The Ministry of Petroleum and Energy last week submitted an impact assessment relating to petroleum activities in the area around Jan Mayen on public hearing. Interested parties are invited to comment on the impact assessment within the next three months.
The impact assessment forms part of the process of opening areas on the Norwegian Continental Shelf around Jan Mayen for petroleum activities. A geological survey has also been undertaken. Given that the impact assessment provides a basis for doing so, the government will present a white paper to the Storting, recommending that the area be opened for petroleum activities.
“The maritime areas around Jan Mayen may contain substantial oil and gas resources. The impact assessment is now being submitted for public hearing so that interested parties may give feedback and contribute to quality assurance of the studies that have been carried out,” says Minister of Petroleum and Energy Ola Borten Moe.
The Norwegian Petroleum Directorate has previously carried out limited studies of the oil and gas potential of the areas around Jan Mayen. As part of the opening process, the Directorate undertook a new geological survey in 2011 and 2012. The initial results of the survey will be presented in early 2013.
The impact assessment summarises technical reports prepared by government agencies and independent expert institutions. The reports cover matters defined in an impact assessment programme that was finalised following a public hearing in the autumn of 2011.
One finding of the impact assessment is that a major, sudden oil spill may have a negative environmental effect, but the probability of such an incident occurring is very low.
The impact assessment is being submitted for public hearing to give affected parties an opportunity to comment on the work undertaken thus far. The aim is to ensure a high level of technical quality. Three months are allocated for consultation on the impact assessment. Comments must be submitted to the Ministry of Petroleum and Energy by 16 January 2013.
The impact assessment, comments received through the public hearing and the assessment of the resource potential will form the technical basis for a possible decision to open the area for petroleum activities.
The Ministry is at the same time initiating a public hearing on an impact assessment relating to the Barents Sea South-East.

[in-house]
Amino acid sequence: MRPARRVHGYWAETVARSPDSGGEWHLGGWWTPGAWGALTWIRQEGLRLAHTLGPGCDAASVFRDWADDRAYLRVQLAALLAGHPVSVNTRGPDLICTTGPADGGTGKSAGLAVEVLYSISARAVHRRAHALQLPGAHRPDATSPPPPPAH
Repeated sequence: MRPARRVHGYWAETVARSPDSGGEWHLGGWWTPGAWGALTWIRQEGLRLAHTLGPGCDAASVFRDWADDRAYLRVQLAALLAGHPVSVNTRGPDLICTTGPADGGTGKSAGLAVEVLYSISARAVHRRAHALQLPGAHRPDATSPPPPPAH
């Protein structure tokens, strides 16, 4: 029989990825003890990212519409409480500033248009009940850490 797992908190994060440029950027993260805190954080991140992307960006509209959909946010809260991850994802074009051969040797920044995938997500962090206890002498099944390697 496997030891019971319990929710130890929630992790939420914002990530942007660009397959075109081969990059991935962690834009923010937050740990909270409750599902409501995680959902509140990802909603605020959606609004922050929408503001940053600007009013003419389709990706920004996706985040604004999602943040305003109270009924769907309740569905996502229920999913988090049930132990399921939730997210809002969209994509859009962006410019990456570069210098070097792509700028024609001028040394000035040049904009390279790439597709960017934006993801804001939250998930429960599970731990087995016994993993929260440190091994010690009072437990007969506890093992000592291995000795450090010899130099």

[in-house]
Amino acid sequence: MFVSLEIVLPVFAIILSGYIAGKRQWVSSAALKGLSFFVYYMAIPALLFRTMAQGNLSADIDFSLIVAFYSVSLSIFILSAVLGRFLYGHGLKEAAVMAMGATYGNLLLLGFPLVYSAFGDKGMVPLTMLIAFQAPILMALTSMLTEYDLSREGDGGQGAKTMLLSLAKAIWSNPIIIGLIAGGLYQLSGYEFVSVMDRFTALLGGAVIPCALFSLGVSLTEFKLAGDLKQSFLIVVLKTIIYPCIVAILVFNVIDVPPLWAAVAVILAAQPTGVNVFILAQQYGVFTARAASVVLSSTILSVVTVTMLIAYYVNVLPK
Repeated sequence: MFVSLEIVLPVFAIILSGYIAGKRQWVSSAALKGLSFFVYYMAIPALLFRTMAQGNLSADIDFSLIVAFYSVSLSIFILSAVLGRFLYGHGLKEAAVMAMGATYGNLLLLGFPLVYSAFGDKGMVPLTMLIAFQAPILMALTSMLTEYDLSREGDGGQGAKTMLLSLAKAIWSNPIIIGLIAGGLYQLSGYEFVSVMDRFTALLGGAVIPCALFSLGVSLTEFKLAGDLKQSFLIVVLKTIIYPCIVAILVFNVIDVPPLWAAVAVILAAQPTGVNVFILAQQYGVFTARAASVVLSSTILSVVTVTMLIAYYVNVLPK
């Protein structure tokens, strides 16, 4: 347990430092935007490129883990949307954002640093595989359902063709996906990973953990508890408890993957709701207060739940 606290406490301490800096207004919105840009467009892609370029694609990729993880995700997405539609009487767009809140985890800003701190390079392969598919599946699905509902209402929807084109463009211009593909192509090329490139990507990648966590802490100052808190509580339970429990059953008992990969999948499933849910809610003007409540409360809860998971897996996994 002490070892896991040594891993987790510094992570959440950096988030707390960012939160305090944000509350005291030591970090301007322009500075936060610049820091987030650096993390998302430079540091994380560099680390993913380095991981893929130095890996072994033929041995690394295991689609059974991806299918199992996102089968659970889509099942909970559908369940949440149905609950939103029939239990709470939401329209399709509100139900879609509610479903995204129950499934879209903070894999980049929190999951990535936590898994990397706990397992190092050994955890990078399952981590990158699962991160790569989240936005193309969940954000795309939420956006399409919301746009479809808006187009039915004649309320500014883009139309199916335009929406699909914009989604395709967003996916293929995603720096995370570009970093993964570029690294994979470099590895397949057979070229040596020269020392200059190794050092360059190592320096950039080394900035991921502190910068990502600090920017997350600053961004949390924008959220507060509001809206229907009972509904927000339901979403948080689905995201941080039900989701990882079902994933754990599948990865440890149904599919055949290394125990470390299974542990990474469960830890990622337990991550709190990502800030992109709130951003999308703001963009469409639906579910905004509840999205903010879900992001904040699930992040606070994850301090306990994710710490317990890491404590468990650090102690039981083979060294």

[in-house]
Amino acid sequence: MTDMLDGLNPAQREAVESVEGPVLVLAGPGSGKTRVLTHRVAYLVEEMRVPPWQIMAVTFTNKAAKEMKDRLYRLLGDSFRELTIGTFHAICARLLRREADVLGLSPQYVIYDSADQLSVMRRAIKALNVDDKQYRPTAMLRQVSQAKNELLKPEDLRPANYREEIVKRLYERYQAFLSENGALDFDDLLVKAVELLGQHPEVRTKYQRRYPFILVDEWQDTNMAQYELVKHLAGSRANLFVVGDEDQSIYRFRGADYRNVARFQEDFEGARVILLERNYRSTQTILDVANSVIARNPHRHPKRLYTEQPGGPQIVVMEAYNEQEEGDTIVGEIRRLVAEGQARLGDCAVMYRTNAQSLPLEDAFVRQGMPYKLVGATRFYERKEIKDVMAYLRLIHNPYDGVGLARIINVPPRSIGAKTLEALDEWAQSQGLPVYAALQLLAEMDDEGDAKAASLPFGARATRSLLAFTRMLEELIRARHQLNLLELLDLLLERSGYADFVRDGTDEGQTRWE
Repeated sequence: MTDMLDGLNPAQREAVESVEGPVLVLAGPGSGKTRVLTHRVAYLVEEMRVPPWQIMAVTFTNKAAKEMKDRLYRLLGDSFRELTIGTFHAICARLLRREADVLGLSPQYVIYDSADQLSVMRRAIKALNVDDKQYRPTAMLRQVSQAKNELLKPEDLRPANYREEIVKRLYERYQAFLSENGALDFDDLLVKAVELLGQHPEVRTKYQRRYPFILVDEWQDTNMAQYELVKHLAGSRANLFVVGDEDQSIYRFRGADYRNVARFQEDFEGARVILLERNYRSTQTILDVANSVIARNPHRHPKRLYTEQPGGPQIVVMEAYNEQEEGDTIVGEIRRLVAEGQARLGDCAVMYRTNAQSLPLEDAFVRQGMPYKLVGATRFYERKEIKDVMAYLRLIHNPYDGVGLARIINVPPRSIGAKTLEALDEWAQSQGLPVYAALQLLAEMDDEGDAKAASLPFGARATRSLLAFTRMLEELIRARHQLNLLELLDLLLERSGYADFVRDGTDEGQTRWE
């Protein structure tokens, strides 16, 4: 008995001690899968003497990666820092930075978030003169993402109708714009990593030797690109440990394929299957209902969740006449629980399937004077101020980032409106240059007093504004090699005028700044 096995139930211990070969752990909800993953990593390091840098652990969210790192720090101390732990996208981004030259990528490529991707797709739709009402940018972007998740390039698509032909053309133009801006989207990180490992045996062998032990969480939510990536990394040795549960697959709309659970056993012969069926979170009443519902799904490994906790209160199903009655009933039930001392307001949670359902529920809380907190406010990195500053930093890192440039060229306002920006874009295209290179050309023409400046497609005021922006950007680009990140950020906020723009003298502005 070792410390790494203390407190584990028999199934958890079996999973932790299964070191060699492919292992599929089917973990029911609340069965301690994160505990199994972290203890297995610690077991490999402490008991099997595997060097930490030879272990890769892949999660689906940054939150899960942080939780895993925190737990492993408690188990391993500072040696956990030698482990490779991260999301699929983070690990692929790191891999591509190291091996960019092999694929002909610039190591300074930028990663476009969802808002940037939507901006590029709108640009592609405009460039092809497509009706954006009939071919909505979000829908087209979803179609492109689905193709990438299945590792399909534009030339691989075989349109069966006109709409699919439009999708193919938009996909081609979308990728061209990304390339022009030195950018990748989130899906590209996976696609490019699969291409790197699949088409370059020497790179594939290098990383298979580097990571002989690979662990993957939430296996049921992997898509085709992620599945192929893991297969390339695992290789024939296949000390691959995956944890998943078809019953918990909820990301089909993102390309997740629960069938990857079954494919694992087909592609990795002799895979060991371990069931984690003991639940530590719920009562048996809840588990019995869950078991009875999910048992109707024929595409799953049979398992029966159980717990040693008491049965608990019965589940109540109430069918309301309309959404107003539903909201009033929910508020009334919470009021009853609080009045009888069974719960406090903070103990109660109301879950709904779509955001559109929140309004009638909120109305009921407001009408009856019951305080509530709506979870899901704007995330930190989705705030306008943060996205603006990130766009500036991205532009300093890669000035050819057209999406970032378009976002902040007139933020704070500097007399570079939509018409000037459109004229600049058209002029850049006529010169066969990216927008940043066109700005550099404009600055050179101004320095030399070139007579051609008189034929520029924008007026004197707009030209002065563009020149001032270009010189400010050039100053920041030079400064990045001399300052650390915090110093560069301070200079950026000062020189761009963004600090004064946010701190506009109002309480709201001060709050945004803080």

Section 3-1 of the Petroleum Act requires an opening process to be completed before any area on the Norwegian Continental Shelf may be opened for petroleum activity. The Petroleum Act confers authority to conduct resource management, including the opening processes, to the Ministry of Petroleum and Energy. The purpose of an opening process is to examine the basis for a decision of the Storting (the Norwegian parliament) to open an area for petroleum activities.
The opening process consists of two parts. The first is a survey of the geology, and thus the resource potential, of the area. The second part is an impact assessment. The aim of the impact assessment is to produce a basis for balancing different interests and issues of significance to a recommendation to open the area for petroleum activities. The report must contain an assessment of the anticipated commercial and environmental impacts of petroleum activity, the potential risk of pollution, and the economic and social effects of petroleum activity in the area. Such an assessment is undertaken through the preparation of an impact assessment under the auspices of the Ministry of Petroleum and Energy.
Jan Mayen is part of the Kingdom of Norway. The island and the rock underneath it are considered to be entirely volcanic. Most of the micro continent located south of the island is covered or influenced by lava rock, but it also comprises rock that offers possibilities for oil and gas discoveries. The geological data available for the area has been insufficient to allow the Norwegian Petroleum Directorate to estimate the petroleum resources in the area. The geological survey that has been conducted by the Norwegian Petroleum Directorate will increase the knowledge, but the amount of producible resources can only be clarified through opening and subsequent exploration drilling.
Norway and Iceland have agreed to establish a special cooperation area relating to petroleum activity in a defined area located between Iceland and Jan Mayen (see map). Iceland is currently completing its second licensing round, and plans to award production licences towards the end of 2012.
The involvement and quality assurance of affected parties are important elements in the impact assessment process. Both the proposed programme for the impact assessment and the impact assessment itself are therefore being submitted for public hearing. The programme for the impact assessment was finalised in the autumn of 2011, based on current knowledge. Extensive survey work has been conducted to obtain additional, updated knowledge. The impact assessment summarises the updated and extended knowledge base.
More information about the opening process and all of the specialist reports that underpin the impact assessment can be found on the website of the Ministry of Petroleum and Energy (The reports are in Norwegian only, some summaries are translated to English).